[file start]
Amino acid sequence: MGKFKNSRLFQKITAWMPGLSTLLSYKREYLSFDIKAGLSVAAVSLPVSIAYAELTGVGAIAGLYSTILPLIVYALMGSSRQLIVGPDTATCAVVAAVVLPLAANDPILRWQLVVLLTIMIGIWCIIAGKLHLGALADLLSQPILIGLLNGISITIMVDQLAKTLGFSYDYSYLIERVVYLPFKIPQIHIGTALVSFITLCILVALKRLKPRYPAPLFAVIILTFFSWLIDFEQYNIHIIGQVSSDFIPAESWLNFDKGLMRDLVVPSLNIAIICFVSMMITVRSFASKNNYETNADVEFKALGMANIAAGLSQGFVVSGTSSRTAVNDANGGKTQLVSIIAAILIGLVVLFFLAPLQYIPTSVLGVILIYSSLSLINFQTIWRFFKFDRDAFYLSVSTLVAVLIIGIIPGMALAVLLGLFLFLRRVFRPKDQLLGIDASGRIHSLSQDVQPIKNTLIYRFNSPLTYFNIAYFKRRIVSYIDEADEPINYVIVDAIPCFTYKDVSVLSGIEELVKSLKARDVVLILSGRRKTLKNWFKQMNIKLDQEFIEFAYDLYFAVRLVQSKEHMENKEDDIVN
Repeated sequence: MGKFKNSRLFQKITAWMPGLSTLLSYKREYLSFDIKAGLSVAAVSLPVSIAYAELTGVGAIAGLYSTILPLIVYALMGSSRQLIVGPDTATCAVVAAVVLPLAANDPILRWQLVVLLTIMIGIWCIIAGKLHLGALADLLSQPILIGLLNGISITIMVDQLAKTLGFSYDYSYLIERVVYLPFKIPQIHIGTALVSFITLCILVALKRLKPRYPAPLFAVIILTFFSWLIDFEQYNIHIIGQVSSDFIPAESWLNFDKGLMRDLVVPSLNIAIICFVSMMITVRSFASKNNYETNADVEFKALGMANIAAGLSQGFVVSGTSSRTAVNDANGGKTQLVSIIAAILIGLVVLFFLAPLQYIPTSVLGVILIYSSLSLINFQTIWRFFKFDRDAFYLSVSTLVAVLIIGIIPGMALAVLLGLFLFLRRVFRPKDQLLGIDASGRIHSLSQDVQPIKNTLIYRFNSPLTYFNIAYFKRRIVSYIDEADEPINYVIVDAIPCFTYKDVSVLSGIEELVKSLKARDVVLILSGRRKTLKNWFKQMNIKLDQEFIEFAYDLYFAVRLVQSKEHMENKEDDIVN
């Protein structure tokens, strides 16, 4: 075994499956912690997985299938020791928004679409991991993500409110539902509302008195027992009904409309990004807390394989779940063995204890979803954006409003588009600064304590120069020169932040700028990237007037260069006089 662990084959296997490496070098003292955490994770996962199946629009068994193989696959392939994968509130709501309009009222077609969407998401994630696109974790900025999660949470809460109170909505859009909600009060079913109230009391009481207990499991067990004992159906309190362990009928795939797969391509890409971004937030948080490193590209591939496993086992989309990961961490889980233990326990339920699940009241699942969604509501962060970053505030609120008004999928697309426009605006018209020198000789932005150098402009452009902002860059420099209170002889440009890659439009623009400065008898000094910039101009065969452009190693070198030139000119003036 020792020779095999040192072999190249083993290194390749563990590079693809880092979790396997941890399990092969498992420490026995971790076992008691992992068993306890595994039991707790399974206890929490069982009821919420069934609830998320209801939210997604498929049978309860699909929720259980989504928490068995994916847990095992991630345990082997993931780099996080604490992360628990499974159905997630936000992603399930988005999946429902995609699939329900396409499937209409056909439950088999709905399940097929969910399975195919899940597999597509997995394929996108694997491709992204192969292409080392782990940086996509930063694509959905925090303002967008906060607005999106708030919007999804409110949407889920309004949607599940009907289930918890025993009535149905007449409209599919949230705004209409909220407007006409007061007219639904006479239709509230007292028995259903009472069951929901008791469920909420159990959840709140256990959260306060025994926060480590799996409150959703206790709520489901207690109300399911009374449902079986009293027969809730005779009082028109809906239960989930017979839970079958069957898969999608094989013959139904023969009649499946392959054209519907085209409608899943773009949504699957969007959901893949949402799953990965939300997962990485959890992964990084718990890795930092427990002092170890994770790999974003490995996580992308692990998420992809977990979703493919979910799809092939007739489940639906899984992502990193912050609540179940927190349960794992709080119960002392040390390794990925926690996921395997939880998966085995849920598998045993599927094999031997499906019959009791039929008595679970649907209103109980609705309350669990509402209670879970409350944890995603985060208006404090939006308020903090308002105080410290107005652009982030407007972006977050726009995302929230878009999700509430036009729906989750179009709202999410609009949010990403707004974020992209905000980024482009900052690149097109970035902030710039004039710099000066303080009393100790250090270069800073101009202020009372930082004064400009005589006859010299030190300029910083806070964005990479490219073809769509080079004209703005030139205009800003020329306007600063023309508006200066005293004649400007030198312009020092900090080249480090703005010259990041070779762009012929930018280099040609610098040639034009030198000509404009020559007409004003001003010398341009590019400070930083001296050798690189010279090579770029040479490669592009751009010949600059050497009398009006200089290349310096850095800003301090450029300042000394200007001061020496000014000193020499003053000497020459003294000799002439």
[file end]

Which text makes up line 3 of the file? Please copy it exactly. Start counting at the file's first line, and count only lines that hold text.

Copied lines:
């Protein structure tokens, strides 16, 4: 075994499956912690997985299938020791928004679409991991993500409110539902509302008195027992009904409309990004807390394989779940063995204890979803954006409003588009600064304590120069020169932040700028990237007037260069006089 662990084959296997490496070098003292955490994770996962199946629009068994193989696959392939994968509130709501309009009222077609969407998401994630696109974790900025999660949470809460109170909505859009909600009060079913109230009391009481207990499991067990004992159906309190362990009928795939797969391509890409971004937030948080490193590209591939496993086992989309990961961490889980233990326990339920699940009241699942969604509501962060970053505030609120008004999928697309426009605006018209020198000789932005150098402009452009902002860059420099209170002889440009890659439009623009400065008898000094910039101009065969452009190693070198030139000119003036 020792020779095999040192072999190249083993290194390749563990590079693809880092979790396997941890399990092969498992420490026995971790076992008691992992068993306890595994039991707790399974206890929490069982009821919420069934609830998320209801939210997604498929049978309860699909929720259980989504928490068995994916847990095992991630345990082997993931780099996080604490992360628990499974159905997630936000992603399930988005999946429902995609699939329900396409499937209409056909439950088999709905399940097929969910399975195919899940597999597509997995394929996108694997491709992204192969292409080392782990940086996509930063694509959905925090303002967008906060607005999106708030919007999804409110949407889920309004949607599940009907289930918890025993009535149905007449409209599919949230705004209409909220407007006409007061007219639904006479239709509230007292028995259903009472069951929901008791469920909420159990959840709140256990959260306060025994926060480590799996409150959703206790709520489901207690109300399911009374449902079986009293027969809730005779009082028109809906239960989930017979839970079958069957898969999608094989013959139904023969009649499946392959054209519907085209409608899943773009949504699957969007959901893949949402799953990965939300997962990485959890992964990084718990890795930092427990002092170890994770790999974003490995996580992308692990998420992809977990979703493919979910799809092939007739489940639906899984992502990193912050609540179940927190349960794992709080119960002392040390390794990925926690996921395997939880998966085995849920598998045993599927094999031997499906019959009791039929008595679970649907209103109980609705309350669990509402209670879970409350944890995603985060208006404090939006308020903090308002105080410290107005652009982030407007972006977050726009995302929230878009999700509430036009729906989750179009709202999410609009949010990403707004974020992209905000980024482009900052690149097109970035902030710039004039710099000066303080009393100790250090270069800073101009202020009372930082004064400009005589006859010299030190300029910083806070964005990479490219073809769509080079004209703005030139205009800003020329306007600063023309508006200066005293004649400007030198312009020092900090080249480090703005010259990041070779762009012929930018280099040609610098040639034009030198000509404009020559007409004003001003010398341009590019400070930083001296050798690189010279090579770029040479490669592009751009010949600059050497009398009006200089290349310096850095800003301090450029300042000394200007001061020496000014000193020499003053000497020459003294000799002439």